Well, now that you are aware of the chemistry of fat, let us go to the practical application of usage of fat in your daily life. Based on the Guidelines for Dietary Management of Hyperlipidemia 1999*, it is recommended that in order to reduce or maintain your cholesterol level, you should:-

  • Keep your total calories from carbohydrates to 50-60%. Excessive intake of carbohydrates can increase the level of triglycerides.

  • Go for complex carbohydrates that include brown rice, chapatti, wholemeal bread, oat bran and corn.

  • Increase fiber intake gradually to minimise discomfort.

  • Enjoy 5 servings of fruits and vegetables daily.

  • Choose lean cuts of meats, eat chicken without the skin and fat, and cut down on chicken wings and feet.

  • Enjoy more servings of fish, legumes and pulses such as lentils and tofu more often.

  • Enjoy 2-3 eggs per week (including hidden eggs too).

  • Drink low or non-fat milk.

  • Keep your total calories from fat less than 25-30%.

  • You can achieve this by reducing intake of coconut milk and other fried foods in your diet.

  • Use unsaturated oil in small amounts in your cooking. Try to reduce your intake of saturated fats such as ghee, coconut milk, butter and others.

  • Be aware that dietary cholesterol taken in excess can raise the level of LDL cholesterol (or "bad" cholesterol).

  • Limit your intake of prawns, crabs, squids and shellfish to once a week and in smaller quantities.

  • Discourage yourself from taking organ meats and offal.

  • Minimise the use of hydrogenated fats, which thus reduces the level of trans fatty acid in your diet.

  • Margarine containing trans may be used sparingly but not to replace cooking oil.

  • Limit the use of salt by avoiding rich sources of sodium such as salted fish, pickles, belacan and commercial sauces.

*Source: 2nd Consensus Statement On Management of Hyperlipidaemia

- By Mary Easaw 
Chief Dietitian, National Heart Institute, Member of the Nutrition Society of Malaysia & the Malaysian Dietitian's Association, Chairperson of the Guidelines for the Dietary Management of Hyperlipidemia 1999.

 

In spite of all these education and nutrition awareness programmes, heart disease still remains the number one killer in Malaysia. The 1996 Malaysian Vital Statistics Report indicated that heart disease and disease of pulmonary circulation constitute 26% of the total certified deaths in government hospitals in the country. In 1997, 75% of cases admitted to Ministry of Health Hospitals were cases of heart disease and diseases of pulmonary circulation. The Ministry of Health's Lifestyle Campaign which focused on heart disease in 1991 has educated the population at large but still need to be sustained in the future. Worldwide, heart disease accounts for one out of every four deaths. Of the multiple contributors to heart disease, genetic and dietary factors appear to be most important.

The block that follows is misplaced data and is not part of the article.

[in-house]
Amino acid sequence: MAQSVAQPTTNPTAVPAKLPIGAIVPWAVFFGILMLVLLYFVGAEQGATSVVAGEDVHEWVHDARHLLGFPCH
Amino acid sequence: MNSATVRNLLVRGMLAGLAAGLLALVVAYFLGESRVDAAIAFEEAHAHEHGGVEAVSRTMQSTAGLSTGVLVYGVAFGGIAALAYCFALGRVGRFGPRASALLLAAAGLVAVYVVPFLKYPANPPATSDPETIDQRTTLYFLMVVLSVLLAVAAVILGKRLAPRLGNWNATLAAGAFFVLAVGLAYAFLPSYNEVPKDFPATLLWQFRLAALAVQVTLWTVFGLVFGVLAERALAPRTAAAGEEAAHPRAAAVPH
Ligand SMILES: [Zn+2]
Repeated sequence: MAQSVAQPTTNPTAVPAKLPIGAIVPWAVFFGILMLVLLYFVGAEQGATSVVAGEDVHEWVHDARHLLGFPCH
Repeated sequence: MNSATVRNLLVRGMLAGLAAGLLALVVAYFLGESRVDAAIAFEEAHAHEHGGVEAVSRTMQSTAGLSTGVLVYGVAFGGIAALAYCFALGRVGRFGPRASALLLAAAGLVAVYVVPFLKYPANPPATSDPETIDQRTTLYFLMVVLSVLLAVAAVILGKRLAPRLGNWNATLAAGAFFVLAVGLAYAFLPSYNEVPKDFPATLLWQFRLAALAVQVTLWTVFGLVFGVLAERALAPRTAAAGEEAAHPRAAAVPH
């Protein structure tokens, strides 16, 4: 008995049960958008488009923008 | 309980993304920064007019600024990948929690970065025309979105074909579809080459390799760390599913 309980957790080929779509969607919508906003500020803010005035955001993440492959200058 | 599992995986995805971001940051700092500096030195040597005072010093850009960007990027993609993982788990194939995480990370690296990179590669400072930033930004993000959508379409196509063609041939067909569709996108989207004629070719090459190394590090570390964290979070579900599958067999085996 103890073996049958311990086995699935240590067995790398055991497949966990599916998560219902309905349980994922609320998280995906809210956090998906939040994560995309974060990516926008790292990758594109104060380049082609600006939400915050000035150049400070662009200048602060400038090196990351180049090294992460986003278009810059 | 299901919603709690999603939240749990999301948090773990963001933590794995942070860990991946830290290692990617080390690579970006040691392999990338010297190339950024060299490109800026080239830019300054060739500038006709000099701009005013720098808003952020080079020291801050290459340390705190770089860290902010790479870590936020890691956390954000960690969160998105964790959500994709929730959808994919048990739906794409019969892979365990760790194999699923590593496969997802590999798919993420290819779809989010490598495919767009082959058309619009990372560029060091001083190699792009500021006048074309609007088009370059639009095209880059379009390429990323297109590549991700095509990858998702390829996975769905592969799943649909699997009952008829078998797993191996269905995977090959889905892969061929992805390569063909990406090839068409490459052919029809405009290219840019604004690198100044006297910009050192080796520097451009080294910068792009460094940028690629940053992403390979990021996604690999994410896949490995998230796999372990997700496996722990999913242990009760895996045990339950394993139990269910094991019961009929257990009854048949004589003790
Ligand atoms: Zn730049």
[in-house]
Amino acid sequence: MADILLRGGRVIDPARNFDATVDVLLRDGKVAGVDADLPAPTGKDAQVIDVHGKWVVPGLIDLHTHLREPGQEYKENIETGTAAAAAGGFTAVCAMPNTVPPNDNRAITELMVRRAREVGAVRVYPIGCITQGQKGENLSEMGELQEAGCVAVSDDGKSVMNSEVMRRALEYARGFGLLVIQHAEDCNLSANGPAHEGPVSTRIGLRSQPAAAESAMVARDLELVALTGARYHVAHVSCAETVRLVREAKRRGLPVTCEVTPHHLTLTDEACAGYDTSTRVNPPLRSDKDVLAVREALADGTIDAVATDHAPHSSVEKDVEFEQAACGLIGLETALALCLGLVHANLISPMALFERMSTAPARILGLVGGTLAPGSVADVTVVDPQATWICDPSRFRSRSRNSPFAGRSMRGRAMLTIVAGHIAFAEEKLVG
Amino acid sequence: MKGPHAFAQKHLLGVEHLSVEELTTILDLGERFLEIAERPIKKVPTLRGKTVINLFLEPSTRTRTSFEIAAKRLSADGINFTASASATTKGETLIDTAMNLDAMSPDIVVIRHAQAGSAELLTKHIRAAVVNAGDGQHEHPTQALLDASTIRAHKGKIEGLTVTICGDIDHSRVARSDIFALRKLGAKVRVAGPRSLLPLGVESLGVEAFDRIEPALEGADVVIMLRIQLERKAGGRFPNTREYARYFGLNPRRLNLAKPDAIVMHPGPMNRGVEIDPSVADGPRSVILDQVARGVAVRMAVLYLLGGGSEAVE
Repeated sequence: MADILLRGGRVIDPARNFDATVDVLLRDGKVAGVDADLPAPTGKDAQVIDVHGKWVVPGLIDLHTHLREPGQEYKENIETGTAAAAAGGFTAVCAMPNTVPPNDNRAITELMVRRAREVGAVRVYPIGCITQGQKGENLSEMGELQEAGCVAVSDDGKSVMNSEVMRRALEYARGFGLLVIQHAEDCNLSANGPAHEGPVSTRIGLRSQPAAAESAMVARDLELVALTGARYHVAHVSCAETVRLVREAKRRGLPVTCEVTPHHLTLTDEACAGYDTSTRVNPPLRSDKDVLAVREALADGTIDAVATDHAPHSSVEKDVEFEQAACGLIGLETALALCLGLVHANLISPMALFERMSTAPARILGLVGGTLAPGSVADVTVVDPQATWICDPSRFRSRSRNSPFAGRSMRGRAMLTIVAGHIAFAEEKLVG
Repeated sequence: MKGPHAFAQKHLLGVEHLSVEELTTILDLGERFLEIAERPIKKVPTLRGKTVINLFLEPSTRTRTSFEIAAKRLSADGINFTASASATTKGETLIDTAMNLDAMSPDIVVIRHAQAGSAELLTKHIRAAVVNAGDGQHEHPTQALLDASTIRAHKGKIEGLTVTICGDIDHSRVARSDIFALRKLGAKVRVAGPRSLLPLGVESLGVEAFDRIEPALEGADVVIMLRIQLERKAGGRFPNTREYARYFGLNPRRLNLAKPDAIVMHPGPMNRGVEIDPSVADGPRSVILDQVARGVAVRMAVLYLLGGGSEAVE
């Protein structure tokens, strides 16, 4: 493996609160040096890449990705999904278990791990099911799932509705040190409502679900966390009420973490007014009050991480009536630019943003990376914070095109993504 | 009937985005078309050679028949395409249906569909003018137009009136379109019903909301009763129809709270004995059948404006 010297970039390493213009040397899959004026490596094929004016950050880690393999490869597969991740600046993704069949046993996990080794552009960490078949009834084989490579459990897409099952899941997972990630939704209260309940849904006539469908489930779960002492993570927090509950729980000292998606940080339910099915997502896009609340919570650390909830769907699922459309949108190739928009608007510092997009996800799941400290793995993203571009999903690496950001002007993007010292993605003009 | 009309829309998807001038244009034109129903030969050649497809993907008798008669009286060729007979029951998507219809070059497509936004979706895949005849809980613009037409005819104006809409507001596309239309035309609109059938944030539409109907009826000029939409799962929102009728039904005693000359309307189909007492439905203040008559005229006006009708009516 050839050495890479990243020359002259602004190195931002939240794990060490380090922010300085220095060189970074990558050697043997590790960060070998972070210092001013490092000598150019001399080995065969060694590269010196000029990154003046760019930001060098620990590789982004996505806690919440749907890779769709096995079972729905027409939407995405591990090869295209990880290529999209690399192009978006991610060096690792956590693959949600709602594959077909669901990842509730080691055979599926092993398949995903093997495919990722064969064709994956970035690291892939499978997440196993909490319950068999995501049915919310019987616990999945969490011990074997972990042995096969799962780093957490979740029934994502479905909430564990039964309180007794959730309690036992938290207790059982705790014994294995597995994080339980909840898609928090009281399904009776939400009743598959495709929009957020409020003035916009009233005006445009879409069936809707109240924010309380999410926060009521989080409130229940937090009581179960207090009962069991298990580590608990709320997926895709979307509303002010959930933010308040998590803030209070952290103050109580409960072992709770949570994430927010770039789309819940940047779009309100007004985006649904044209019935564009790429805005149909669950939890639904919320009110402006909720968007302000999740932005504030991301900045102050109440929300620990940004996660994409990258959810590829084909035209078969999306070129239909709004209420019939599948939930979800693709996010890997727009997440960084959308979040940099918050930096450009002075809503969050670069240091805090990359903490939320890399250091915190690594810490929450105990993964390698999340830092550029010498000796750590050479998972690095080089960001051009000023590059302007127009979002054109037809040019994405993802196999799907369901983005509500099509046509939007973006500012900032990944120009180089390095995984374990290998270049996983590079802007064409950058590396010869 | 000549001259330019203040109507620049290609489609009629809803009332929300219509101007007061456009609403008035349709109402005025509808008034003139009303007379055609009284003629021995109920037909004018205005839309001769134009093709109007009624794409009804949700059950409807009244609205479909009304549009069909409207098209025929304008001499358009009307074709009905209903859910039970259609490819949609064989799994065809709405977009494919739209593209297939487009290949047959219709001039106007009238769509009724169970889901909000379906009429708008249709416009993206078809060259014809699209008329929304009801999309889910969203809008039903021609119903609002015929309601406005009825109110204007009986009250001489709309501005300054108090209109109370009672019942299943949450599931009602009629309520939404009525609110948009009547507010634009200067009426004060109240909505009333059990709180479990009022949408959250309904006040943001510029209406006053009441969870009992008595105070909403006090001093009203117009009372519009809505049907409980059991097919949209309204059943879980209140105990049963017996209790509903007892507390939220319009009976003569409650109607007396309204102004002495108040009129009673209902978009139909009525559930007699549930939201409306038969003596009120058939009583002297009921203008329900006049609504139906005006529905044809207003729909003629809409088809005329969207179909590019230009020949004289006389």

If you ask Malaysians to name the top two dietary villains, they are most likely to say "fats and cholesterol". Diets high in fats and cholesterol relate to high rates of heart disease. Before we jump to any conclusions though, let us look into the ABC's of hearty nutrition.

 

Facts about Fats

 

Fats are also known as lipids. Lipids include all types of fats and oils. The physical difference between fats and oils is due to their chemical structure. Fats provide a concentrated source of energy. Fats carry the essential fatty acids, the fat soluble vitamins and certain phytochemicals. They increase the flavour and palatability of foods. Fats provide sustained relief from hunger and serve as a component of cell membrane.

 

A Glossary of Fats

 

Fats are divided into the following types:



Triglycerides: A glycerol molecule with three fatty acids attached to it. Sometimes it is known as triacylglcerol.

 

Saturated Fat: Fat with single bond fatty acids where the carbon is saturated with hydrogens. Saturated fats tend to be solid at room temperature. Animal sources i.e. dairy products, meats, milk and coconut oil are chief sources of saturated fat.

 

Unsaturated Fat: Fat with fatty acids containing carbon-carbon bond(s) where the carbon is not saturated with hydrogens. Unsaturated fats tend to be liquid at room temperature and are found in practically all foods that we eat, namely plants, vegetable oils, meat and dairy products.